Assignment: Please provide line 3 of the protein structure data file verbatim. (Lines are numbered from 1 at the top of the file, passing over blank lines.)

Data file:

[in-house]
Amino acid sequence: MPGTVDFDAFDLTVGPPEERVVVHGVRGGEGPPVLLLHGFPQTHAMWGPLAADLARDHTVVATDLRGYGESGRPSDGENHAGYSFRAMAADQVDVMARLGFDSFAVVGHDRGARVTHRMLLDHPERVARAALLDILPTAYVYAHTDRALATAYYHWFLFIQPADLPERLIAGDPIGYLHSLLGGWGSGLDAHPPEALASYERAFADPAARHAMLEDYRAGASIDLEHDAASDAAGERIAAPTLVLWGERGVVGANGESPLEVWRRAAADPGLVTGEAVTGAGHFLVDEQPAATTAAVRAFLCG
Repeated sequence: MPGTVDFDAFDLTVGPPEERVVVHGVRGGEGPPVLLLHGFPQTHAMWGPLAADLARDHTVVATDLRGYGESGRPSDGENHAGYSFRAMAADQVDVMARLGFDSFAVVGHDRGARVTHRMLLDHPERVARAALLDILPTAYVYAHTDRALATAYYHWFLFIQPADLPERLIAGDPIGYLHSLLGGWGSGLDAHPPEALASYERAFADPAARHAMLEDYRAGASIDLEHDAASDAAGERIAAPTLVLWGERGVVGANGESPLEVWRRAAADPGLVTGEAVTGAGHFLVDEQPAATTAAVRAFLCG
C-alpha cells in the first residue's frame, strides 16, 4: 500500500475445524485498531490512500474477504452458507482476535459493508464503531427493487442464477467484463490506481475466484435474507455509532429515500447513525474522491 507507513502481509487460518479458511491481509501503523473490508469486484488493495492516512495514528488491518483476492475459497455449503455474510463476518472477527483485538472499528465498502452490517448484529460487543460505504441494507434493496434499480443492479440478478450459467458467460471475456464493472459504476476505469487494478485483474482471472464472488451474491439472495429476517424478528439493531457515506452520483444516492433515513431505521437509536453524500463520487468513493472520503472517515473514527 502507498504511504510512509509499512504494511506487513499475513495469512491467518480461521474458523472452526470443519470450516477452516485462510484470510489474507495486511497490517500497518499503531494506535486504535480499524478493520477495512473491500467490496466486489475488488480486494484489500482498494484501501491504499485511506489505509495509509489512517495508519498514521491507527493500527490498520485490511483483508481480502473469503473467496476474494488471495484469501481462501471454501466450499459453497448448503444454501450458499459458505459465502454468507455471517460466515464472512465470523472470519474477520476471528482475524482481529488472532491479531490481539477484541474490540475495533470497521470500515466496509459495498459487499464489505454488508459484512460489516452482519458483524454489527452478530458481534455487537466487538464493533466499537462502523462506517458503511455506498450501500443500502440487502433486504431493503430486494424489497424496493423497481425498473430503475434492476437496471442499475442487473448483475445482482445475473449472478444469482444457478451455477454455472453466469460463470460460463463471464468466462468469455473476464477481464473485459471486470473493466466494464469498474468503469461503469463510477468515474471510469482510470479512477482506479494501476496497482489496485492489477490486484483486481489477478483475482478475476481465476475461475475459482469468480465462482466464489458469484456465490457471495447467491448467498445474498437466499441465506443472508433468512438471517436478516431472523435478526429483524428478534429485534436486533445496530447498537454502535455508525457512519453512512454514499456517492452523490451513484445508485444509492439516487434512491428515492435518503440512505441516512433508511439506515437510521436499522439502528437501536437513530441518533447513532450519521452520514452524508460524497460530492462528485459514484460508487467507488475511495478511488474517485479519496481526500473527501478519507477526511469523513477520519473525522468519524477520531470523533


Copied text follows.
Repeated sequence: MPGTVDFDAFDLTVGPPEERVVVHGVRGGEGPPVLLLHGFPQTHAMWGPLAADLARDHTVVATDLRGYGESGRPSDGENHAGYSFRAMAADQVDVMARLGFDSFAVVGHDRGARVTHRMLLDHPERVARAALLDILPTAYVYAHTDRALATAYYHWFLFIQPADLPERLIAGDPIGYLHSLLGGWGSGLDAHPPEALASYERAFADPAARHAMLEDYRAGASIDLEHDAASDAAGERIAAPTLVLWGERGVVGANGESPLEVWRRAAADPGLVTGEAVTGAGHFLVDEQPAATTAAVRAFLCG